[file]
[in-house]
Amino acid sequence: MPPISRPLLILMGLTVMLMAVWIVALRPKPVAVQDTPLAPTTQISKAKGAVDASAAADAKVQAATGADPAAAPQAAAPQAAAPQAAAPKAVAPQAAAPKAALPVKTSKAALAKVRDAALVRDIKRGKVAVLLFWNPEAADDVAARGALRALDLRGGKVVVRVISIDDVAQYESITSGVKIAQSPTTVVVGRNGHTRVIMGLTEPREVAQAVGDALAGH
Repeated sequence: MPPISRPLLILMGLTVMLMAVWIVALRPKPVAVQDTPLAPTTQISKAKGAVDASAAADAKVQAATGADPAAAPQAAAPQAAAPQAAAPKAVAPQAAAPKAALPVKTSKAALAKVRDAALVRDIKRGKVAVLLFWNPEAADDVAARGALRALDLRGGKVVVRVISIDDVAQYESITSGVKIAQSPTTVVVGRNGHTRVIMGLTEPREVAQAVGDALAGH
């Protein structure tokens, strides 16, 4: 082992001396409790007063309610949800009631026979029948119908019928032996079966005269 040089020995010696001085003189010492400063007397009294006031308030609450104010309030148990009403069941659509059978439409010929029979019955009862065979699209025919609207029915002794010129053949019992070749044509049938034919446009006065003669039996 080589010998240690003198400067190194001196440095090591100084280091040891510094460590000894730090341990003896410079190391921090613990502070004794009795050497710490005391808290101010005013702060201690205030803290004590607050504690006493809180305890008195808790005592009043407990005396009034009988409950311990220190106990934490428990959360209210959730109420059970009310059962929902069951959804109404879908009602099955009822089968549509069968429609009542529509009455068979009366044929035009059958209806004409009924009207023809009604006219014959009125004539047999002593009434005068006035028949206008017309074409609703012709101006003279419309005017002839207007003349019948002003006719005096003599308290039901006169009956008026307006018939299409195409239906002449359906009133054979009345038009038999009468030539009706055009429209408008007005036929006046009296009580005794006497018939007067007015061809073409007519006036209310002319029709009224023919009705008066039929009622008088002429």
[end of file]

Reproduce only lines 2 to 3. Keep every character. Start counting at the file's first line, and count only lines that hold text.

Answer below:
Amino acid sequence: MPPISRPLLILMGLTVMLMAVWIVALRPKPVAVQDTPLAPTTQISKAKGAVDASAAADAKVQAATGADPAAAPQAAAPQAAAPQAAAPKAVAPQAAAPKAALPVKTSKAALAKVRDAALVRDIKRGKVAVLLFWNPEAADDVAARGALRALDLRGGKVVVRVISIDDVAQYESITSGVKIAQSPTTVVVGRNGHTRVIMGLTEPREVAQAVGDALAGH
Repeated sequence: MPPISRPLLILMGLTVMLMAVWIVALRPKPVAVQDTPLAPTTQISKAKGAVDASAAADAKVQAATGADPAAAPQAAAPQAAAPQAAAPKAVAPQAAAPKAALPVKTSKAALAKVRDAALVRDIKRGKVAVLLFWNPEAADDVAARGALRALDLRGGKVVVRVISIDDVAQYESITSGVKIAQSPTTVVVGRNGHTRVIMGLTEPREVAQAVGDALAGH